“The arctic was great, although there was so much ice we had to make major changes in our itinerary through part of the Northwest Passage. We flew from Edmonton, Alberta to Resolute, an Eskimo settlement of about 1,500, at about 75 N, or about 900 miles south of the North Pole. We then cruised through the various islands and inlets and around the top of Baffin Island to Pond Inlet, another Eskimo settlement and on to Iqaluit, a town of 7,000 Eskimos at the south end of Baffin Island. The ship, the Akademik Ioffe, carries about 100 passengers and we made numerous zodiac landings. We saw 20 polar bears on the ice, probably 100 whales of various kinds and numerous varieties of birds. Also many very large icebergs that had drifted over from Greenland. I find the intense colors, bizarre shapes and essential purity of icebergs fascinating.”
Harold writes diary entries for every single adventure and has published three books with another on his way. He also maps out his journeys as they happen with a paper map in hand, marking in pencil every town and village passed. He often shared it around our group so we could see exactly where we’d been and where we were heading. It’s all too easy to forget the actual path you are taking and marvel in your journey. I’m hoping Harold’s latest book (all about his adventures) will be available online, so I’ll be sharing details when it’s published.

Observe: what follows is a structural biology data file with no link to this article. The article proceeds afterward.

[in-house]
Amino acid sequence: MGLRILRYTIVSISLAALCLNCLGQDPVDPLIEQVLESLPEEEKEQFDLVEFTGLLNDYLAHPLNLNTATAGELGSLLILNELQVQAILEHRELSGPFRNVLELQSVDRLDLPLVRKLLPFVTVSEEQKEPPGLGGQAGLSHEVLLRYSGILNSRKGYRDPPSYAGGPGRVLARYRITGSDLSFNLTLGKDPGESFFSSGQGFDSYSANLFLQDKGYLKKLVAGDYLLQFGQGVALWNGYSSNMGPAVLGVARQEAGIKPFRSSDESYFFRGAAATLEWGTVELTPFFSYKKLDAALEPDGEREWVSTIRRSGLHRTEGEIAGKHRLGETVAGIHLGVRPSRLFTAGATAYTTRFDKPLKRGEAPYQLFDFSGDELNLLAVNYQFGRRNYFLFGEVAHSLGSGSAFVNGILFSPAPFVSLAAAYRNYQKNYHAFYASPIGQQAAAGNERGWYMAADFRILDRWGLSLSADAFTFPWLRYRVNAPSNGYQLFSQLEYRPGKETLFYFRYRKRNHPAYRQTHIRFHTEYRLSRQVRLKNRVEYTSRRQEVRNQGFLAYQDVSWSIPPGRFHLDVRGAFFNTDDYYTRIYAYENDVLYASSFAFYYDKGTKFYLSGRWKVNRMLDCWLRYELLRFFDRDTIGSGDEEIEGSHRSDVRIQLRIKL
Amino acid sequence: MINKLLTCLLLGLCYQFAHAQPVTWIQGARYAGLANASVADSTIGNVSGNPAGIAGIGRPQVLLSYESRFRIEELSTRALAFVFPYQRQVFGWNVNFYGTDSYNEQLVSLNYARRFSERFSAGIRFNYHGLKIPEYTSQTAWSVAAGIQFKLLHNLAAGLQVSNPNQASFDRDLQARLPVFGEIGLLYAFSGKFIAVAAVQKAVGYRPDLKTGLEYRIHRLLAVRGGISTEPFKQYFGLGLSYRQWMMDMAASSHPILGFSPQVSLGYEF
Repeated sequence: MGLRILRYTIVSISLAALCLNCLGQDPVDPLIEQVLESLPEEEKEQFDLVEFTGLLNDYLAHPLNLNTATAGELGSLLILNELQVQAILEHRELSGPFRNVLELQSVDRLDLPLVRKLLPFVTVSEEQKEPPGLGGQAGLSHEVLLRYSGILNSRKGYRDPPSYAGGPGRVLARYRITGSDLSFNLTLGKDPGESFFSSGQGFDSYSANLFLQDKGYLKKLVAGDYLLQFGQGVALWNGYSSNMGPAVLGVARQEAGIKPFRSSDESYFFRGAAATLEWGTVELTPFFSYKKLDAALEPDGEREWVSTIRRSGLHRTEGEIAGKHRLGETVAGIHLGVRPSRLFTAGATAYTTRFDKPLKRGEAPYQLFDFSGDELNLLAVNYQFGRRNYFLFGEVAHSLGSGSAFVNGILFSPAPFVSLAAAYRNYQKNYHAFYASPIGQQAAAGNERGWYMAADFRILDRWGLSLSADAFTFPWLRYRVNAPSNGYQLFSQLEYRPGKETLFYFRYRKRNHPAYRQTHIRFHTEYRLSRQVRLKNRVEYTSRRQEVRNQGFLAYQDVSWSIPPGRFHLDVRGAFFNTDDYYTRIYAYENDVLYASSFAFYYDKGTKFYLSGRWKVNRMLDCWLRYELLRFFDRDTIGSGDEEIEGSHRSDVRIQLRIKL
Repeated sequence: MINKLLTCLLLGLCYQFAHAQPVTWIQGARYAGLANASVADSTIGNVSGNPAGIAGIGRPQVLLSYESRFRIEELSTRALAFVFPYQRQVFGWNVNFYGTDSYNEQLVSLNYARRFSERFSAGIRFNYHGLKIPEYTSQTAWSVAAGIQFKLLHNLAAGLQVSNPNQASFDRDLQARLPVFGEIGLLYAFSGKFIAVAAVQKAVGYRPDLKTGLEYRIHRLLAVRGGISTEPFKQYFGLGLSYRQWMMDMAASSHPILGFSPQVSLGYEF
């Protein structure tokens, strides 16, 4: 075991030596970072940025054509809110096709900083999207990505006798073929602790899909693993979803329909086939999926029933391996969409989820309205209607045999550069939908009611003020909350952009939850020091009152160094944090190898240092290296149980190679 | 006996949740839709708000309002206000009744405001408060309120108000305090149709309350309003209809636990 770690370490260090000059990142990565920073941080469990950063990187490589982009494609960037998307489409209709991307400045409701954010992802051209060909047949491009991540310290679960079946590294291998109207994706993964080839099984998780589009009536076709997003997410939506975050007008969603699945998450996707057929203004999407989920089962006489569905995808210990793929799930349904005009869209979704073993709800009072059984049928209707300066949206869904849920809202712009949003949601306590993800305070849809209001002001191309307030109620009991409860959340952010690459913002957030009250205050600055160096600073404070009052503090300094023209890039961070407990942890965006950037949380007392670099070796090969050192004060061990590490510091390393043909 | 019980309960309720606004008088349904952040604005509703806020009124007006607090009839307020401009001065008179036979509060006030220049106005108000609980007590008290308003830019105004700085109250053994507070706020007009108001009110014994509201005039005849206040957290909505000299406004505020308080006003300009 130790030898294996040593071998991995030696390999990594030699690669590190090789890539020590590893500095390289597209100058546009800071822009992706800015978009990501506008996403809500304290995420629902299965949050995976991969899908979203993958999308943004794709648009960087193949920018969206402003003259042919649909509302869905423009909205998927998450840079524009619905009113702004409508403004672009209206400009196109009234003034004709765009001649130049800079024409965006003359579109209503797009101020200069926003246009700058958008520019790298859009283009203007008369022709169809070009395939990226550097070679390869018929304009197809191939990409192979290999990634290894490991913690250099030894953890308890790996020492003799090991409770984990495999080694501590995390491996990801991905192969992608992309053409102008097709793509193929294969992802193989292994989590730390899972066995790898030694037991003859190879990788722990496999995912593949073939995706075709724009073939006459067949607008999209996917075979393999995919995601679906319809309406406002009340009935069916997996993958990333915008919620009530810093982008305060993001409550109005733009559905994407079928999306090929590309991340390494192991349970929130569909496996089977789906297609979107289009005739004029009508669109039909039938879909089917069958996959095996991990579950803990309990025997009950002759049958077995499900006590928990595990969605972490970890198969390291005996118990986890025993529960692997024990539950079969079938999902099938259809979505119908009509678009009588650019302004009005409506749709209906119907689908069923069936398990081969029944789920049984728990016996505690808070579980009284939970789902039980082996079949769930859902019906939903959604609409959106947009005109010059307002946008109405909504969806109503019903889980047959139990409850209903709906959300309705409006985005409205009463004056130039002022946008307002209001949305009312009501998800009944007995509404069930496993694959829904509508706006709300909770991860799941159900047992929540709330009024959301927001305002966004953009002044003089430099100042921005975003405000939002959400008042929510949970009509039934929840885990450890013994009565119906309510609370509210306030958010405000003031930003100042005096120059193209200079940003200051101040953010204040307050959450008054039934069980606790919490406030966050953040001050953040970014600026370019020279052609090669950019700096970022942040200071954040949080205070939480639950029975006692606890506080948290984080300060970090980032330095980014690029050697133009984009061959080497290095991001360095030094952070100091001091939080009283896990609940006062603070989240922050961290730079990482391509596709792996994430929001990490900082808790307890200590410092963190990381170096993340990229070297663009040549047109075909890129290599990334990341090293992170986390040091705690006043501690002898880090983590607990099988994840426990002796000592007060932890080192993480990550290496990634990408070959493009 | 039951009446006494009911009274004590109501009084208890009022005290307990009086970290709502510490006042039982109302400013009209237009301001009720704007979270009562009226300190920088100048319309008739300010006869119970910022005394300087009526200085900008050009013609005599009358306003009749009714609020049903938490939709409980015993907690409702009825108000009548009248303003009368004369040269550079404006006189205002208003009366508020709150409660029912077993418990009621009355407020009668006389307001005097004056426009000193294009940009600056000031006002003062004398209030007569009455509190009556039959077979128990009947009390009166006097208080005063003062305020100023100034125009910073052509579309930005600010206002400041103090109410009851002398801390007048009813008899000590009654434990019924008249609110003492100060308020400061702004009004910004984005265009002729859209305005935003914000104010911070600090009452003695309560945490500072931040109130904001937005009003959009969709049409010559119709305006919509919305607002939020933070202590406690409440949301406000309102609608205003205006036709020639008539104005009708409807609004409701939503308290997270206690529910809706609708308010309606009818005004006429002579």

I’ve learnt so much from Harold and I’d urge you all to scratch below the surface of everyone you meet. Don’t interrogate but ask questions and listen to the answers. Listen carefully and allow other’s knowledge to broaden your horizons. I can’t guarantee you’ll meet someone like Harold but you don’t want to let an inspiring person slip through your fingers without learning a little more about them and their fascinating life.